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Alpha-thalassemia-X-linked intellectual disability syndrome
A rare X-linked syndromic intellectual disability characterized by profound developmental delay, facial dysmorphism, genital abnormalities and alpha thalassemia.
ORPHA:847Classification level: Disorder
More than 200 patients with X-linked alpha thalassemia intellectual disability (ATR-X) syndrome have been reported. Whilst data is limited worldwide, in Japan the prevalence at birth is estimated at 1/60,000-80,000. Males are predominantly affected.
Affected neonates may present with hypotonia and feeding difficulties. The distinctive facial appearance is most readily recognized in early childhood. Facial hypotonia is associated with upswept frontal hair, widely spaced eyes with epicanthic folds, a depressed nasal bridge and a small triangular upturned nose. The upper lip is tented and the lower lip full and everted. The frontal incisors are widely spaced and there is prodigious drooling. Language is usually very limited. Motor milestones may be delayed and some children never walk. Seizures occur in about one third of the cases. While many patients are affectionate with their caregivers, some exhibit autistic-like behavior. Genital abnormalities are observed in 80% of children and range from undescended testes to ambiguous genitalia. Microcephaly and short stature are common. Alpha thalassemia is not always present. Female carriers are usually physically and intellectually normal.
This syndrome is X-linked recessive and results from mutations in the ATRX gene (Xq21.1). This gene encodes the widely expressed ATRX protein. ATRX mutations cause diverse changes in the epigenetic landscape throughout the genome including the pattern of DNA methylation. These are associated with changes in gene expression which are thought to contribute to the clinical phenotype.
The diagnosis can be established by detection of alpha thalassemia, identification of ATRX gene mutations, characteristic changes in DNA methylation, ATRX protein studies in affected males and X-inactivation studies in carrier females.
There is phenotypic overlap with Coffin-Lowry syndrome, Angelman syndrome, Smith-Lemli-Opitz syndrome and Pitt-Hopkins syndrome. There are readily available diagnostic tests for these disorders.
Prenatal diagnosis is possible where the pathogenic variant has previously been identified in a family member.
The disorder is an X-linked recessive condition. With the exception of two reported heterozygous females with intellectual disability, female carriers are phenotypically and intellectually normal. Genetic counseling should be offered to mothers and female relatives of affected individuals. For a female who has been identified as a carrier, there is a 50% risk of passing on the disease allele with each pregnancy but, since only males are clinically affected, the risk of having an affected child is 25% for each pregnancy.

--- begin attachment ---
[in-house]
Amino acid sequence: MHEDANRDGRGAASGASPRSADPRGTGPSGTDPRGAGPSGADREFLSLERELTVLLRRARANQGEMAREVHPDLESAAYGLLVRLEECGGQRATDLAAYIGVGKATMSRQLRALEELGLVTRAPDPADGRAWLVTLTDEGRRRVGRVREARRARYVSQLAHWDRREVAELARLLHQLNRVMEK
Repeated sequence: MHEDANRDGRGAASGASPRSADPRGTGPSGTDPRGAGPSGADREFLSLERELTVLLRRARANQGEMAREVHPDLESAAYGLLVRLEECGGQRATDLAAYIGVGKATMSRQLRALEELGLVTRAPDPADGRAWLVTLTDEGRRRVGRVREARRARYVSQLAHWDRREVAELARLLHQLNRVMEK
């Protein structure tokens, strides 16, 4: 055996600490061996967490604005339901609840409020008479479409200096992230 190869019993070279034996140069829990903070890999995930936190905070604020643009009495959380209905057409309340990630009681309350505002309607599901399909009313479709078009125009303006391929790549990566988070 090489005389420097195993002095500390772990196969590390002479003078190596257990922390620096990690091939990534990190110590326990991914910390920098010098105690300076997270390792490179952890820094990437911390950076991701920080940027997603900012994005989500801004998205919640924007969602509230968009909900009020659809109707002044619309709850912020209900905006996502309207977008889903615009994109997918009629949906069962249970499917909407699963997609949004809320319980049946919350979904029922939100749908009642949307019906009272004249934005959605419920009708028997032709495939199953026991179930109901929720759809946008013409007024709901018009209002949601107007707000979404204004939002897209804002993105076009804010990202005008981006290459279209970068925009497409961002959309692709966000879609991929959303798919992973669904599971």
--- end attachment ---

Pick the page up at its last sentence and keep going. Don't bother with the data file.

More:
Management and treatment
Management is multidisciplinary. Young children must be carefully monitored for gastro-esophageal reflux as it may cause death through aspiration. Episodes of unexplained persistent distress may have a gastrointestinal cause with volvulus a known cause. Drooling is frequently seen but, because of reduced gastrointestinal motility, anticholinergics should be used with caution. Constipation is common and initial treatment should be standard. The possibility of cryptorchidism should be assessed in all children. Intra-abdominal testes, which are usually dysgenic, should be removed because of the long-term risk of malignancy. Abnormalities of the renal/urinary system are common, can lead to urinary tract infections, and should be investigated at diagnosis. Alpha thalassemia may be present and give rise to a mild hypochromic, microcytic anemia; this does not require treatment. Iron is not indicated unless the iron stores are low. Asplenia is rare, but if confirmed, antibody prophylaxis and vaccination to prevent pneumococcal and menigococcal infections is recommended. Osteosarcoma has been observed in a small number of affected individuals; painful lesions of the bones should be investigated to exclude osteosarcoma.
A number of individuals with ATR-X are fit and well in their 30s and 40s.
A summary on this disease is available in Português (2002) Deutsch (2006) Italiano (2006) Español (2021) Français (2021) Nederlands (2021)
Disease review articles
- Review article
- English (2006) - Orphanet J Rare Dis
- Clinical genetics review
- English (2020) - GeneReviews
- Guidance for genetic testing
- Français (2019, pdf) - ANPGM
: produced/endorsed by FSMR(s)